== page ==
According to Hajia Aisha Ibrahim Mohammed from Taraba State, they spent three ugly days held in custody in Medina, Saudi Arabia, adding that they starved for the whole of the period.
She lamented: “It was very, very cold out there. We were kept at a place all this while and denied entry into Saudi Arabia. We were hungry; we did not eat anything I tell you, not even tea. They were that wicked. It was a very difficult experience for all of us. We even asked for our passports but they refused to give them to us.”
But Hajia Aisha added that she had taken everything in her stride. She hoped to perform her hajj when another opportunity offers itself or as soon as the contending issues were resolved by the Nigerian and Saudi Arabian authorities. She prayed that it should be soon.
Hajia Medinatu Jalingo wept openly and felt cheated by fate as she gave account of her experience. She expressed disgust at the treatment that was meted to them adding that at some point, “we shouted, screamed and we were about to protest, but they sent their officers after us. We truly wanted to protest, but their immigration people were there”.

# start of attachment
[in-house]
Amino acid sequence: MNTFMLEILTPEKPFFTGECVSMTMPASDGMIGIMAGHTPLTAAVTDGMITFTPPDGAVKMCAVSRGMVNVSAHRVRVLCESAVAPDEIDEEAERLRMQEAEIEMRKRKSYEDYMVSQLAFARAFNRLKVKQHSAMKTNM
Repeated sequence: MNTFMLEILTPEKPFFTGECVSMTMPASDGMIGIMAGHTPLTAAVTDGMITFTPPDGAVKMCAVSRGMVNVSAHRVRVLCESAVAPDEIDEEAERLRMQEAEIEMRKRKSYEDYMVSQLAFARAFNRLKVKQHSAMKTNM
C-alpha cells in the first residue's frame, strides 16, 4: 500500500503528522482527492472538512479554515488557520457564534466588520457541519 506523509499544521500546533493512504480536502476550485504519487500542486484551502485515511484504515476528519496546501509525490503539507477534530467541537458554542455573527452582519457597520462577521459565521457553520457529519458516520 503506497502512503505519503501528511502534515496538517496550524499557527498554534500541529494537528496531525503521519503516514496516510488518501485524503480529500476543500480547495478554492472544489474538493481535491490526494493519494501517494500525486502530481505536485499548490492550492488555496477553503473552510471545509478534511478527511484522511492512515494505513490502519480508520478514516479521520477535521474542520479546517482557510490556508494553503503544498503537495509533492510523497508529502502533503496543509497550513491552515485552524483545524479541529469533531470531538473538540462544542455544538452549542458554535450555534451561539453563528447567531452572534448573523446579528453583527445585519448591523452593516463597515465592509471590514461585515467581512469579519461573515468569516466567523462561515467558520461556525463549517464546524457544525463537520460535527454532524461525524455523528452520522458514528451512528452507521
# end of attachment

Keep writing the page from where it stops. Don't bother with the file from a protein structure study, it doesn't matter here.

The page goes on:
Alhaji Mustapha Abdullahi had a different experience. He is the husband of one of the deportees and was at the Mallam Aminu Kano International Airport to pick his wife. Later, he was informed that the pilgrims from Katsina State were being flown home by the airline and would no longer disembark in Kano. That prolonged his devastation because all he wanted was to take his family out of their precarious fate.
He told Sunday Sun that he saw off his family barely 24 hours ago, adding that they departed the country by about 2.17pm the previous day. He said that he was surprised when he was communicated by phone that the pilgrims were scheduled to come back home, due their inability to enter Saudi Arabia.